Sakhr's Blackberry app puts spoken word Arabic/English translator in your pocket
By Loz Blain
August 20, 2009
Mobile device convergence is accelerating like crazy, with a new breed of smartphones packing enough power to run an impressive range of software. And some of these mobile applications are getting pretty freakin' amazing - take Ray Kurzweil's kReader for Symbian, which allows blind or illiterate folk to point their phone camera at printed words and have them spoken aloud. Sakhr has gone a step further with an Arabic Spoken Translator for Blackberry devices. You speak English or Arabic into your handset, it transcribes, translates and speaks your phrase back in the other language, breaking down the language barrier in one fell swoop.
We used to think of convergence simply as the coming together of the many little devices we used to carry in our pockets - phones, cameras, music players, PDAs and the like. But now that all those basic functions have been combined into a single handset, they're beginning to develop some new and very specialized abilities through installable software apps.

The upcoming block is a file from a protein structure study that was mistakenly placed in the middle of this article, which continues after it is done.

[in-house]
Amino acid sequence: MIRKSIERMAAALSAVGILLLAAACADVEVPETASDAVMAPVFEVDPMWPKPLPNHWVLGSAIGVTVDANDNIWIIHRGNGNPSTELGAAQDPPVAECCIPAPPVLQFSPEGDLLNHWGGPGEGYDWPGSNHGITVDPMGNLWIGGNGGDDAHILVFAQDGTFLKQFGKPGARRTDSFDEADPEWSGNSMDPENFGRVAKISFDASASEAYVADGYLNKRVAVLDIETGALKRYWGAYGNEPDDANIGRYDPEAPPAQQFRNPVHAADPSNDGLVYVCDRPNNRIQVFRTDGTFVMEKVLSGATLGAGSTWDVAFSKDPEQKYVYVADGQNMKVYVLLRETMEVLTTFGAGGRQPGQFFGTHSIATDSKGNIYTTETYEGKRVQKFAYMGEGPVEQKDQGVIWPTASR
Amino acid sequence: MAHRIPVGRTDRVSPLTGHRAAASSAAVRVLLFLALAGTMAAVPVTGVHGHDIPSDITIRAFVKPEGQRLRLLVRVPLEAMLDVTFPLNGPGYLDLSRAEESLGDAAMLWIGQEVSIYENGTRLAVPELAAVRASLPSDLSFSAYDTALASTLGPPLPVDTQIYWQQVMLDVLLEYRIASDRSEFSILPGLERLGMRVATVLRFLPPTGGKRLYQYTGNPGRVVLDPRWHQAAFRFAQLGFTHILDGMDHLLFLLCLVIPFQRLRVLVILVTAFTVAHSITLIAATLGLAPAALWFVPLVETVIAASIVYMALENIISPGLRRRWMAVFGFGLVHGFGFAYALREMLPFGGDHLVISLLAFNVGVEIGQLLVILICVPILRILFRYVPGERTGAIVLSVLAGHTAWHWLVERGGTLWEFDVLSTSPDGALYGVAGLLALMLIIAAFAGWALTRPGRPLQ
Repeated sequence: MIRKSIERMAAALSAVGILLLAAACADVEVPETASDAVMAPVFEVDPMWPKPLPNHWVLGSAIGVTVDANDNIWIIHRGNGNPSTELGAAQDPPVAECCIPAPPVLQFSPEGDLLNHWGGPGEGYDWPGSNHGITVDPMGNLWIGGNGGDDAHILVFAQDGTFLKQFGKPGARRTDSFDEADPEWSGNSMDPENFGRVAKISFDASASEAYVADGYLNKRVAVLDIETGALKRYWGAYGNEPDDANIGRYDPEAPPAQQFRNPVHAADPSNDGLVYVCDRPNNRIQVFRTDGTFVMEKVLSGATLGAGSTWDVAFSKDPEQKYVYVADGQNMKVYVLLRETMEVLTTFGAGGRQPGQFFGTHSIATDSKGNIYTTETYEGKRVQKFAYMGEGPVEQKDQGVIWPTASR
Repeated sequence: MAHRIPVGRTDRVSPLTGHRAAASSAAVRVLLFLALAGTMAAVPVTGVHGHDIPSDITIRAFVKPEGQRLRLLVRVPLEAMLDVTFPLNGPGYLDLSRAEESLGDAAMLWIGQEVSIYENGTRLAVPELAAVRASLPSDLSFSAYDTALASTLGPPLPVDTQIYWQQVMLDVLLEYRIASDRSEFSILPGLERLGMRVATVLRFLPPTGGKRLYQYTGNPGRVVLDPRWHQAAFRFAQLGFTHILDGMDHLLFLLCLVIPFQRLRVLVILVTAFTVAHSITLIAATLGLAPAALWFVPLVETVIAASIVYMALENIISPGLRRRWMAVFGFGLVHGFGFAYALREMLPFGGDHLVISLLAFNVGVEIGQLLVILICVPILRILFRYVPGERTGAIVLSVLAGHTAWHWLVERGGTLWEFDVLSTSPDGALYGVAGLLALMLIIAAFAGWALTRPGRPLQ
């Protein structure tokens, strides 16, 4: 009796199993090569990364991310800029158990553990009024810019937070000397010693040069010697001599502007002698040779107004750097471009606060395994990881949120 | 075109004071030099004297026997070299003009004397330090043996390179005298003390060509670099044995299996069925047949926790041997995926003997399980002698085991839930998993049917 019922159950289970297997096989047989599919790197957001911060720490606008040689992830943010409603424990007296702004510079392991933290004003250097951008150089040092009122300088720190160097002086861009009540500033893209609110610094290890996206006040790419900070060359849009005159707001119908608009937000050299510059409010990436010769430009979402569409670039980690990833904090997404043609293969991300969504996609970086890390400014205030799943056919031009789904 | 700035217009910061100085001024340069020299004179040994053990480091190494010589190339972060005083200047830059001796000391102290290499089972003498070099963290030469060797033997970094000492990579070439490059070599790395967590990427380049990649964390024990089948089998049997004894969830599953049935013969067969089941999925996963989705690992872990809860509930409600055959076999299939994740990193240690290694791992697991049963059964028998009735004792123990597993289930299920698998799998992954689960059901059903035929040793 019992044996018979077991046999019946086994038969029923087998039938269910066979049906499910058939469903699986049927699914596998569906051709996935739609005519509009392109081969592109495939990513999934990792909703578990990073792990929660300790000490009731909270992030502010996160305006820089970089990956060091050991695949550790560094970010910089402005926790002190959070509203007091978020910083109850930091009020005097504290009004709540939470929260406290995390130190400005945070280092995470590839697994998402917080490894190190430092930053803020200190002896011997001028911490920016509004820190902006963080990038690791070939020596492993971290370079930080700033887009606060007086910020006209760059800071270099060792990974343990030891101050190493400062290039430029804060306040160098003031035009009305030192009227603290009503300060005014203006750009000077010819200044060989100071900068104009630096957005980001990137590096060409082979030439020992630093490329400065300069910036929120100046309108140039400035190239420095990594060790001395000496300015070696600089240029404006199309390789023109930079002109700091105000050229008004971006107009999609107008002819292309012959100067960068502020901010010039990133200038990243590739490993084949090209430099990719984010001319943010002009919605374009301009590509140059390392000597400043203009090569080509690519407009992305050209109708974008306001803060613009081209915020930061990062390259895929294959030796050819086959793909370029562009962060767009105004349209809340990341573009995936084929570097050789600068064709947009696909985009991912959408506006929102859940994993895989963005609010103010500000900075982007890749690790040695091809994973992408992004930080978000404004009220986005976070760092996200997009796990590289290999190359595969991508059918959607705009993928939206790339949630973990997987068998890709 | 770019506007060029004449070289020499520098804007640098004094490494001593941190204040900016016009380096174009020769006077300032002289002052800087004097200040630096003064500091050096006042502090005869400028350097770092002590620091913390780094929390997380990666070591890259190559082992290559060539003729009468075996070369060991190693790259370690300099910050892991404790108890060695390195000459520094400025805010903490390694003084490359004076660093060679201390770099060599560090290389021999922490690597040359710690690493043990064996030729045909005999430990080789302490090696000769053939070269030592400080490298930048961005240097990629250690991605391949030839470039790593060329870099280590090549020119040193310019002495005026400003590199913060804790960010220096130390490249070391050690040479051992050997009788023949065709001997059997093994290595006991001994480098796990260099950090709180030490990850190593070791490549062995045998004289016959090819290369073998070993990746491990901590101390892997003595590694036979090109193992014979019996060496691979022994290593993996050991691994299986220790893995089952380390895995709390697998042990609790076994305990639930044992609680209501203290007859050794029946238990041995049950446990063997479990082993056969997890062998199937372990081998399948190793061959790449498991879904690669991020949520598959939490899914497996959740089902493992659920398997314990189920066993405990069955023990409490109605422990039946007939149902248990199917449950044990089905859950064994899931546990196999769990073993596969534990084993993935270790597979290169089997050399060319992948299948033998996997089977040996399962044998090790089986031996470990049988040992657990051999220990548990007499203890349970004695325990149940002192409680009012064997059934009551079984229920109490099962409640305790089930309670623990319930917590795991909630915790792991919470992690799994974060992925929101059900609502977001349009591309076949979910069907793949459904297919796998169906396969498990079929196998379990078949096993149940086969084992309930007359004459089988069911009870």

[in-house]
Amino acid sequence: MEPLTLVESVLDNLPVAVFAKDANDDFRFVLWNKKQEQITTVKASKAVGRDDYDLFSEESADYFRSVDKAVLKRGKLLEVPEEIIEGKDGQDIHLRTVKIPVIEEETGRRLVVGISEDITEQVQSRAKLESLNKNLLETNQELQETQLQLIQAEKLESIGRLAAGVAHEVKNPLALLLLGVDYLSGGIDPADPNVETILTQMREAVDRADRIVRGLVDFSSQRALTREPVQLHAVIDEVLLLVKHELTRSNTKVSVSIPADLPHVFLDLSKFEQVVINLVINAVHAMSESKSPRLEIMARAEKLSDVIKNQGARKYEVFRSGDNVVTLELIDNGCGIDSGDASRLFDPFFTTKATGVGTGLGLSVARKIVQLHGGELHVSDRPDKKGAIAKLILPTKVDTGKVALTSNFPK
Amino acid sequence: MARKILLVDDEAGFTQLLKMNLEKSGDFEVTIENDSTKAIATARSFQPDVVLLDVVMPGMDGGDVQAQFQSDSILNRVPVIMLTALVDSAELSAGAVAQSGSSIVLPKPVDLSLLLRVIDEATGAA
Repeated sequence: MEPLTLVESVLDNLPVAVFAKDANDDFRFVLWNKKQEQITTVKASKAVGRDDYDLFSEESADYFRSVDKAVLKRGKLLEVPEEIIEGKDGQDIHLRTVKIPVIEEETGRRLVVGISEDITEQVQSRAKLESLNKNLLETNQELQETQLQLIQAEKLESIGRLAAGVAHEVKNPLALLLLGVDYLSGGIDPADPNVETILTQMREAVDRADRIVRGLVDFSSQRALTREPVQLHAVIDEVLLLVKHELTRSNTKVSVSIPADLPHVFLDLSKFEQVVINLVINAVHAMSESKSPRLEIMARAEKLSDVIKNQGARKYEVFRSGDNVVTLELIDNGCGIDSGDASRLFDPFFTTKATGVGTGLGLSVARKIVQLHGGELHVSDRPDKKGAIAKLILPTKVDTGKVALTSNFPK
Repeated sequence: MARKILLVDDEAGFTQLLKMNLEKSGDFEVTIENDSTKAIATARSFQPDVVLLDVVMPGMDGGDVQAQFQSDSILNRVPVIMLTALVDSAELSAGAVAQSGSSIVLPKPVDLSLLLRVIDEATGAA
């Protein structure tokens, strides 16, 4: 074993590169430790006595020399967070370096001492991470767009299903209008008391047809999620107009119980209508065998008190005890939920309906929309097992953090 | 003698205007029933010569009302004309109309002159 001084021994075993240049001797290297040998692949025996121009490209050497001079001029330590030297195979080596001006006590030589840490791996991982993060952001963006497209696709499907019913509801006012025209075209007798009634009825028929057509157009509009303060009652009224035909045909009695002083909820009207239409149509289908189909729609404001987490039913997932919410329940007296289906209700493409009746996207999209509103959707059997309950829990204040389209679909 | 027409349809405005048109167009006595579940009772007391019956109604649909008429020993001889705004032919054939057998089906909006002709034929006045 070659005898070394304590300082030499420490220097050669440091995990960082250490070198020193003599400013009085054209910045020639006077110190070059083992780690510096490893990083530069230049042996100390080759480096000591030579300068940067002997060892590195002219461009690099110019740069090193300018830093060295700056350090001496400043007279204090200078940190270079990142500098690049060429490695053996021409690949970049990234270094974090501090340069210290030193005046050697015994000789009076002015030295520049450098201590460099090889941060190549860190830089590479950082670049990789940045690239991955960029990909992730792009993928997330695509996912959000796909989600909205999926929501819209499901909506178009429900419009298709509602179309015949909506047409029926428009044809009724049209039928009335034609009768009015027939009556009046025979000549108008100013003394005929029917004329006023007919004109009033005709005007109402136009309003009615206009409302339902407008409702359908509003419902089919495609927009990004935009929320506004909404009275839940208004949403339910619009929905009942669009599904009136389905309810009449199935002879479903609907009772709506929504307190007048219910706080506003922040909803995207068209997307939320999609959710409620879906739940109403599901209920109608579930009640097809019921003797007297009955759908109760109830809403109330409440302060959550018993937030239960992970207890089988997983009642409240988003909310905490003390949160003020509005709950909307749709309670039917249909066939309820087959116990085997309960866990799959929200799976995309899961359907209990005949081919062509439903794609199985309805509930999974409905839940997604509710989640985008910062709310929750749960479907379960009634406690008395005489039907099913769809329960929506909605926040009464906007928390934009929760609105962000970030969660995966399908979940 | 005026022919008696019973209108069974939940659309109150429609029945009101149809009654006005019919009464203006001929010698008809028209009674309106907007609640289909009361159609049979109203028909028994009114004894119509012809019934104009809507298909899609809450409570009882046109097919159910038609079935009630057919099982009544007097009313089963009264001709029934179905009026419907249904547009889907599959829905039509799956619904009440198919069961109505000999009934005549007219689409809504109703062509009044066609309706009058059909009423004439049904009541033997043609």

Translation software is hardly new - in fact, it's been around for long enough to improve to a reasonable level of accuracy. Likewise, speech to text and text to speech engines are also approaching the point where you don't want to throw them at the wall in frustration.
The genius in Sakhr's Arabic Spoken Translator is that it combines these abilities into one easy-to-use piece of software that sits on your phone, in your pocket, wherever you happen to be.
Simply speak into the phone in English, and the machine prints the text in English so you can confirm it heard you right, then translates it to Arabic script and says it out loud. It also works in reverse. Extremely easy to use, it's expected to be a very handy bit of software for soldiers and security personnel to carry about in Middle-Eastern war zones.
Extrapolate this idea out to a muti-lingual spoken translation engine, and you've got yourself an application that any global traveller would find extremely useful in a whole range of situations. And, as it improves in speed and accuracy, there's no reason why you couldn't build an application that puts a short-delay translation on both parties' voices in a real-time phone conversation. Mobile phones that break down the language barrier... Ain't this an amazing time to be alive?
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